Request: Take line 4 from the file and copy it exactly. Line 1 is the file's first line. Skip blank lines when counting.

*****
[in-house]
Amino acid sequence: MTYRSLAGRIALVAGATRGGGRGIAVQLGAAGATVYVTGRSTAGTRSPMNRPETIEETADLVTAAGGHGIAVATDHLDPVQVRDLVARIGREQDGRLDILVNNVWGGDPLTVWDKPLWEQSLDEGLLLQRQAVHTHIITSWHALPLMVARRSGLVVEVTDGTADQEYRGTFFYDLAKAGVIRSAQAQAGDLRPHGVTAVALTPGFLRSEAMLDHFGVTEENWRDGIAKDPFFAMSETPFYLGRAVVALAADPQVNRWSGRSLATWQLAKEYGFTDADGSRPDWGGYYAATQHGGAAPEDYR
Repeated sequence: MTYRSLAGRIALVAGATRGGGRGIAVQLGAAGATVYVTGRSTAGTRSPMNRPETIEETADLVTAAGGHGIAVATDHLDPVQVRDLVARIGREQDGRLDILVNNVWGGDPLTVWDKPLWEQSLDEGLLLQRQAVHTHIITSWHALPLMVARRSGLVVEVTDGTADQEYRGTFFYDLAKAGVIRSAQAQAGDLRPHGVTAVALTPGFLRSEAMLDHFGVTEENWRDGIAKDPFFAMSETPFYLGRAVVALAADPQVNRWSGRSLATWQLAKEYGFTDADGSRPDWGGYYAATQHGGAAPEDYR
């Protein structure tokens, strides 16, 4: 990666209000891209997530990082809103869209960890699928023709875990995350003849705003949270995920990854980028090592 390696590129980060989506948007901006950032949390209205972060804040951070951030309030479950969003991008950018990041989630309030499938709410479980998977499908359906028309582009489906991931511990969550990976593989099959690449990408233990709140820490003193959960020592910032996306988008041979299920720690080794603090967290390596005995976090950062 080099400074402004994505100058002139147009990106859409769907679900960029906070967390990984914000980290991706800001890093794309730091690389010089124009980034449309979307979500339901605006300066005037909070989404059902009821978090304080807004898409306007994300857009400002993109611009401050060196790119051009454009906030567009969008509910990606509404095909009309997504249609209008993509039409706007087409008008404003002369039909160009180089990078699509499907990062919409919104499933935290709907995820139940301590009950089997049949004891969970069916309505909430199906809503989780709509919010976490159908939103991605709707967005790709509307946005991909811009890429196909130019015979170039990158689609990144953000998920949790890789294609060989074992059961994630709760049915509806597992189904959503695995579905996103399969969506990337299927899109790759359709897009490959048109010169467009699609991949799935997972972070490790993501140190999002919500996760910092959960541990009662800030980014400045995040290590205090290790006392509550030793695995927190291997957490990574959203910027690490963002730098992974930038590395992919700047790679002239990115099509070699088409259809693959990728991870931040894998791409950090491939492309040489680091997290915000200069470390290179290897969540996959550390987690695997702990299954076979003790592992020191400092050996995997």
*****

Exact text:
């Protein structure tokens, strides 16, 4: 990666209000891209997530990082809103869209960890699928023709875990995350003849705003949270995920990854980028090592 390696590129980060989506948007901006950032949390209205972060804040951070951030309030479950969003991008950018990041989630309030499938709410479980998977499908359906028309582009489906991931511990969550990976593989099959690449990408233990709140820490003193959960020592910032996306988008041979299920720690080794603090967290390596005995976090950062 080099400074402004994505100058002139147009990106859409769907679900960029906070967390990984914000980290991706800001890093794309730091690389010089124009980034449309979307979500339901605006300066005037909070989404059902009821978090304080807004898409306007994300857009400002993109611009401050060196790119051009454009906030567009969008509910990606509404095909009309997504249609209008993509039409706007087409008008404003002369039909160009180089990078699509499907990062919409919104499933935290709907995820139940301590009950089997049949004891969970069916309505909430199906809503989780709509919010976490159908939103991605709707967005790709509307946005991909811009890429196909130019015979170039990158689609990144953000998920949790890789294609060989074992059961994630709760049915509806597992189904959503695995579905996103399969969506990337299927899109790759359709897009490959048109010169467009699609991949799935997972972070490790993501140190999002919500996760910092959960541990009662800030980014400045995040290590205090290790006392509550030793695995927190291997957490990574959203910027690490963002730098992974930038590395992919700047790679002239990115099509070699088409259809693959990728991870931040894998791409950090491939492309040489680091997290915000200069470390290179290897969540996959550390987690695997702990299954076979003790592992020191400092050996995997």